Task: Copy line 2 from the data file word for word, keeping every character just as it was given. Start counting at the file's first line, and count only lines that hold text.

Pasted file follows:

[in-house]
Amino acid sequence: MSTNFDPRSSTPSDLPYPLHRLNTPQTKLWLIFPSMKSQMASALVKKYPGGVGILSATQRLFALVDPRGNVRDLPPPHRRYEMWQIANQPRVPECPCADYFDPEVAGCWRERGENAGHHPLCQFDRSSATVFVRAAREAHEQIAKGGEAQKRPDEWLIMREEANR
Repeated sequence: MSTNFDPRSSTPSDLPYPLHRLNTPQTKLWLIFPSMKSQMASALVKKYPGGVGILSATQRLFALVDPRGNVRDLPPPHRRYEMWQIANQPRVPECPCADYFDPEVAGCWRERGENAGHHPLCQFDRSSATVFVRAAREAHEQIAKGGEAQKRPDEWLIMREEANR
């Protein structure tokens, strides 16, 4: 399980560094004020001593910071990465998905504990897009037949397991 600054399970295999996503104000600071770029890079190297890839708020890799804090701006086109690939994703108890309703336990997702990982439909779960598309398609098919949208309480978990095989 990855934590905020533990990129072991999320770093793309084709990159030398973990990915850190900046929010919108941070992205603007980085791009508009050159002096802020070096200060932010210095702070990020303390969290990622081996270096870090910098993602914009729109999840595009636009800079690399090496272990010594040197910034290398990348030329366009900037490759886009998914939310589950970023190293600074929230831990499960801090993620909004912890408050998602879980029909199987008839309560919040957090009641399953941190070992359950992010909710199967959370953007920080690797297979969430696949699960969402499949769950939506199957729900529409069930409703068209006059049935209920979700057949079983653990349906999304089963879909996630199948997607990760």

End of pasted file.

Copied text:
Amino acid sequence: MSTNFDPRSSTPSDLPYPLHRLNTPQTKLWLIFPSMKSQMASALVKKYPGGVGILSATQRLFALVDPRGNVRDLPPPHRRYEMWQIANQPRVPECPCADYFDPEVAGCWRERGENAGHHPLCQFDRSSATVFVRAAREAHEQIAKGGEAQKRPDEWLIMREEANR